Leading in the Fourth Industrial Revolution

In an era where the world moves at an increasingly frenetic pace, to create those bold futures leaders must pivot in the ways they lead, especially in a volatile, uncertain, complex, and ambiguous world, referred to by Petrie (2011) as “VUCA”. In this complex and seemingly unstable environment, leaders are hard-pressed to ascertain logical cause-and-effect relationships, creating ambiguity in decision making (Paparone & Topic, 2011). As a result, leaders are no longer able to assess, develop, and implement viable strategies from their past experiences (Brodie, 2019). This new context, the fourth industrial revolution, is reflected in the blending of digital, material, and biological systems, changing this ecosystem of users of technology to one where the lines between the digital and physical become blurred (Morrar, Arman, & Mousa, 2017). These cyber-physical systems brings a multitude of opportunities and challenges for leaders in this integrated landscape, connecting people via technology with unparalleled speeds, spanning geographical boundaries, and allowing access to seemingly limitless information and knowledge (Schwab, 2016). Current and future leaders need an acute awareness of the strategies necessary to redefine and reshape their leadership practices for optimal success within this new reality (Brodie, 2019). Moreover, a holistic understanding—addressing the development of the whole person—broadens the boundaries of what’s possible in context of talent development and global goals (Fraizer, 2018).


Pressures and demands on leaders require ongoing, new and innovative skills to meet the current and future leadership needs, and the rapid pace of societal change driven by the fourth industrial revolution (Dell, 2016). Leaders must not only adapt and react to a rapidly iterating context but also do so with certainty in an uncertain and dynamic environment where predictability is no longer a measure for decision making. Knowing how to manage and foster change, build consensus, develop creativity and innovation, inspire others toward a vision for the future, and lead those spanning multiple generations are keys to nurturing success in an intricately networked and complex environment (DDI, 2015). To harness the opportunities in this technologically-driven context, understanding the strategies of leading in volatile, uncertain, complex, and ambiguous environment is essential. In addition, knowing how to foster and develop those skills in women leaders ensures strong future leadership. This session introduces key strategies and leadership characteristics that can assist tomorrow’s leaders to achieve a lasting foothold in the shifting sands of today’s VUCA world (Brodie, 2019).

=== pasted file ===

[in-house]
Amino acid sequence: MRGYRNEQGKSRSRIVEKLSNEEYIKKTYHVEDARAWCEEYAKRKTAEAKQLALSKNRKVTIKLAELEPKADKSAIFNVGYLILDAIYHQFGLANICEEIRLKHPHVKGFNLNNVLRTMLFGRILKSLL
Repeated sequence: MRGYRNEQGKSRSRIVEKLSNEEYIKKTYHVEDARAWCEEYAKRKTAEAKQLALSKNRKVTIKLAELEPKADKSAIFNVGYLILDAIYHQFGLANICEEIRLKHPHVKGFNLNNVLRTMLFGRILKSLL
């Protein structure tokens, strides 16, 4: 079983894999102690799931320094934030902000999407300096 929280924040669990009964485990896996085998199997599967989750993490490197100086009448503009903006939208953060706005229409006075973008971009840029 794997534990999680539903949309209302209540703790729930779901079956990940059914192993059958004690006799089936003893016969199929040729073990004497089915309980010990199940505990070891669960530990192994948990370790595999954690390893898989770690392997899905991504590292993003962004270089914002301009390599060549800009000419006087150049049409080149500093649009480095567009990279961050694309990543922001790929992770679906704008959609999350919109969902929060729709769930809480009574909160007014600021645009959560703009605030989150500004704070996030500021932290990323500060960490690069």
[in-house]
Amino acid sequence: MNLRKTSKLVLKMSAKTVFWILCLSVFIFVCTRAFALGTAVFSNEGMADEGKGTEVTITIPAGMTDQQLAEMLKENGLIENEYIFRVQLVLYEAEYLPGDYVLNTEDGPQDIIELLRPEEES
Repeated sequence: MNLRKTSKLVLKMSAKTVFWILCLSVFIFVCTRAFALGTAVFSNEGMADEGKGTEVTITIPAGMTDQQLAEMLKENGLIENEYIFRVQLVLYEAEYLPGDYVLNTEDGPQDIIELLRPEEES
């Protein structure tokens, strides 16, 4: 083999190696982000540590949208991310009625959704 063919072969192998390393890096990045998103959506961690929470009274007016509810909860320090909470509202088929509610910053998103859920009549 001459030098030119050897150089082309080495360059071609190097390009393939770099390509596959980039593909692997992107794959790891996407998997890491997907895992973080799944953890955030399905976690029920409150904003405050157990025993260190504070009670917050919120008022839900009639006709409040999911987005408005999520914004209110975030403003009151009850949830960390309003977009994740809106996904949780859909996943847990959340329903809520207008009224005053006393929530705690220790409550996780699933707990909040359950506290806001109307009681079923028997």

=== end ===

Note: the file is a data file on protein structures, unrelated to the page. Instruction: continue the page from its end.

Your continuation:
Brodie, V.  (2021).  Leading in the Fourth Industrial Revolution. Presented at the 2021 Clute International Academic Conferences Las Vegas, October.